Barbados now chairs the Ministerial Council of the Association of Caribbean States (ACS), assuming this role in March of this year at its 8th Summit in Managua, Nicaragua.
This island also continues to hold on to the position of Vice Chair of the Caribbean Sea Commission (CSC) for the period 2019 to 2021, with Minister of Foreign Affairs and Foreign Trade, Senator Dr. Jerome Walcott, being cast in the role of Chairman of the Special Committee on Budget and Administration, for 2019 to 2020.
As one of the founding members of the ACS, and assuming leadership of the association during its 25th year of existence, all of this is in keeping with the Government of Barbados’ transformational agenda to reclaim and restore this country’s hard-earned international reputation as a model small state in the global community of nations.
Minister Walcott, speaking after a visit by the ACS’ Secretary-General, Dr. June Soomer, who provided an update on the work of the organization, explained to the Barbados Government Information Service that the ACS revolved around the Caribbean Sea – its protection and preservation.
He said: “Barbados and the other CARICOM countries being part of the ACS have been a sort of a natural phenomenon. It was the Heads of Government, in 1992 in Port-of-Spain, who started the discussions for the formation of this grouping, which include CARICOM countries and those in Central America, in addition to Cuba, the Dominican Republic, Haiti, and of course Colombia and Venezuela, countries which border the Caribbean Sea. It was recognized that there were historical and geographical ties in terms of their origins, the history of these countries and also the importance of the Caribbean Sea, and it was formed around that.”
The minister also noted the significance of the CSC to Barbados and CARICOM, as a whole. “In relation to trade, it opens up markets within Central America in terms of the possibility of tourism, airlines and also the protection of the marine reserves of the Caribbean Sea, which has been designated by the United Nations, through the efforts of the ACS, as a special area,” Senator Walcott said.
He added that with issues related to the transport of radioactive materials through the Caribbean Sea, it means that countries such as France and Japan would have to enter into discussions with the ACS on the movement of such materials across the Caribbean Sea.
With the Caribbean Sea considered the central factor uniting ACS Member States in the Greater Caribbean Region, the vision of Barbados as chair will be to guide the association along a strategic path that recognizes that in its mandated areas of trade, tourism, transport and natural disasters, the Caribbean Sea is what defines, unifies and sustains the Greater Caribbean Region.
Government views the advancement of the Caribbean Sea initiative as essentially the project that validates the creation of the ACS, and will define its profile and existence in the international community. The recognition by Barbados of the value of the Caribbean Sea has been demonstrated through the establishment of the Ministry of Maritime Affairs and the Blue Economy.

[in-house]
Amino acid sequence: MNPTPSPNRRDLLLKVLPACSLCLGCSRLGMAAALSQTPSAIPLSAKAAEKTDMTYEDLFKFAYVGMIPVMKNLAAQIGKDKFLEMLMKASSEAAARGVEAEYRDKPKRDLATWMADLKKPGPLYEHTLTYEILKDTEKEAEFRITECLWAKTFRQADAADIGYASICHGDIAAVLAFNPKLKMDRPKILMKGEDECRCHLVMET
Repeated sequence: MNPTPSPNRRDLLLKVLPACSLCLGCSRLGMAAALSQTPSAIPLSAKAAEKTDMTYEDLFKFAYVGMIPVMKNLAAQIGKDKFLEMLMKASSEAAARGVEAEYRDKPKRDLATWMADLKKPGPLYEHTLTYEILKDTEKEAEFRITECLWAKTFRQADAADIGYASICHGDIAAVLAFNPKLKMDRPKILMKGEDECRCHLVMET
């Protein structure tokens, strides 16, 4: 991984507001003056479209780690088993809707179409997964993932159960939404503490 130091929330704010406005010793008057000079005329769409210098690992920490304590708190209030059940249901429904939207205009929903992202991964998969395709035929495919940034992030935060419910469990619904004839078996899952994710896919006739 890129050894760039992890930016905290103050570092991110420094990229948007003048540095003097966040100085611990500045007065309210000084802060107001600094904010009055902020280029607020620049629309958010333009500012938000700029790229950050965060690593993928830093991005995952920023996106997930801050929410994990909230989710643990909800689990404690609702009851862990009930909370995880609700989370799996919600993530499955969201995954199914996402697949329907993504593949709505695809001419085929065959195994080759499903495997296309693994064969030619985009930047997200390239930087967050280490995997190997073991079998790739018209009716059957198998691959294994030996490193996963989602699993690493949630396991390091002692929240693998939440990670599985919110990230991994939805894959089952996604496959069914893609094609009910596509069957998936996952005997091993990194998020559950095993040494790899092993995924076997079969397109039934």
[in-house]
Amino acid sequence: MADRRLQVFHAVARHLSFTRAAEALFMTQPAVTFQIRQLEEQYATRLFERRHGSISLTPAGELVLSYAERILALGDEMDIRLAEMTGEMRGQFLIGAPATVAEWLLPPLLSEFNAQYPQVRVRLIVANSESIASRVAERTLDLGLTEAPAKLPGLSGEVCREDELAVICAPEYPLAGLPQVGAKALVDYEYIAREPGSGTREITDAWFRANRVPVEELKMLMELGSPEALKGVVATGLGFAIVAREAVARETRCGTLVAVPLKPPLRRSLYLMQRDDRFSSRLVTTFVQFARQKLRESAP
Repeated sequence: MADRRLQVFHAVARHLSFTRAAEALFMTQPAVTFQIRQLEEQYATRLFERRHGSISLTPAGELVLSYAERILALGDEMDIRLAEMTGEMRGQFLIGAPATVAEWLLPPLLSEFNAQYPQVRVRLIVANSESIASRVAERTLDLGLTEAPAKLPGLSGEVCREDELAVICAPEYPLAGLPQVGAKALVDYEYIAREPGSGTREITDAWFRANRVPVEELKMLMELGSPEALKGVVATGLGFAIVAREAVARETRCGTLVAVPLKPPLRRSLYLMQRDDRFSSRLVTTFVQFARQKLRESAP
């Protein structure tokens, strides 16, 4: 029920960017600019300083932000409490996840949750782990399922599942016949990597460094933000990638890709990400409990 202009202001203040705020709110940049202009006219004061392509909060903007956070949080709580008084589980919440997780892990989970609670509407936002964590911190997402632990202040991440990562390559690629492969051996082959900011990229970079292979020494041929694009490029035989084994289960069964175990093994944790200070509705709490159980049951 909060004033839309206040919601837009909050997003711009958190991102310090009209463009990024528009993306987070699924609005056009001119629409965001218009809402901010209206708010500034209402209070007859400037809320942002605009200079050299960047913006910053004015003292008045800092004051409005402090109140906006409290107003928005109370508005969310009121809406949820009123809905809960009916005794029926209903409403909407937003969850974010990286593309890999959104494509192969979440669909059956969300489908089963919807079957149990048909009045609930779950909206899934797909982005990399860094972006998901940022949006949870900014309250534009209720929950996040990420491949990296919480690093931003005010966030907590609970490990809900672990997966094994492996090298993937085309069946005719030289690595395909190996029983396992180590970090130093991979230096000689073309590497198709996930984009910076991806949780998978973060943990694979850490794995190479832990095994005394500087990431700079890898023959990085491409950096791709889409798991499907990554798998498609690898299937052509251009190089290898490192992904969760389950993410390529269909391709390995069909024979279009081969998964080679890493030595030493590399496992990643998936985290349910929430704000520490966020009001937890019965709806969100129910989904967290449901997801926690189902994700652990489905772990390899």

This island’s domestic and foreign policy is guided by its adherence to the principles of the protection and conservation of its marine space as it constitutes a key resource for the development of tourism, fisheries, energy and maritime transportation. Barbados’ Blue Economy, therefore, has tremendous potential, as our maritime space is several hundred times greater than the land.
Senator Walcott, who is well aware that chairing the various entities will not be an easy task, said he is up to the challenge, and expects to be guided by the work plan that takes him up to 2021, and offers much in terms of projects.
“Certainly, under my stewardship, I am looking forward to push start a lot of the projects in the work plan related to trade and tourism in terms of the Sustainable Development Goals and almost every aspect, including culture and sports….
“The linkages are there. And, on one of my special initiatives, the issue of climate change and small island developing states (SIDS), we are hoping that collectively these countries can cooperate and work together to achieve certain common aims and objectives,” he said, while describing the responsibilities “as quite a load” that might require a special secretariat to aid him, as it would almost mean frequent travelling between Barbados and Trinidad, where the ACS is headquartered.
Adding that it also comes against the backdrop that the ACS is in its 25th year, and there will be much to celebrate across territories, Dr. Walcott said: “But I look forward to the challenge. I think I see it in the likes of CARPHA, when I worked with PAHO in the establishment of CARPHA. We got through it and I am looking forward to this. I seem to like challenges; I believe it is a searching in me.”
Pointing out that a key aim of his would be to have ACS countries highlight the issue at the Climate Change Conference, in Chile, in November, Dr. Walcott said: “In one voice, not singularly, speaking in terms of the issues of adaptation and mitigation and measures coming out of the Paris Accord. That is going to be my focus for this year – getting these countries and the world to focus on the issues of climate change.”
Barbados, as well as the Greater Caribbean Region, can also anticipate that, as Chair of the Ministerial Council of the ACS for 2019 to 2020, the Foreign Affairs and Foreign Trade Minister will place emphasis on key deliverables for the grouping as well as a recommitment to the primary objectives of the ACS – inclusive of not only the Caribbean Sea, but the establishment of the ACS Ambassadors Committee and renewed integration and cooperation.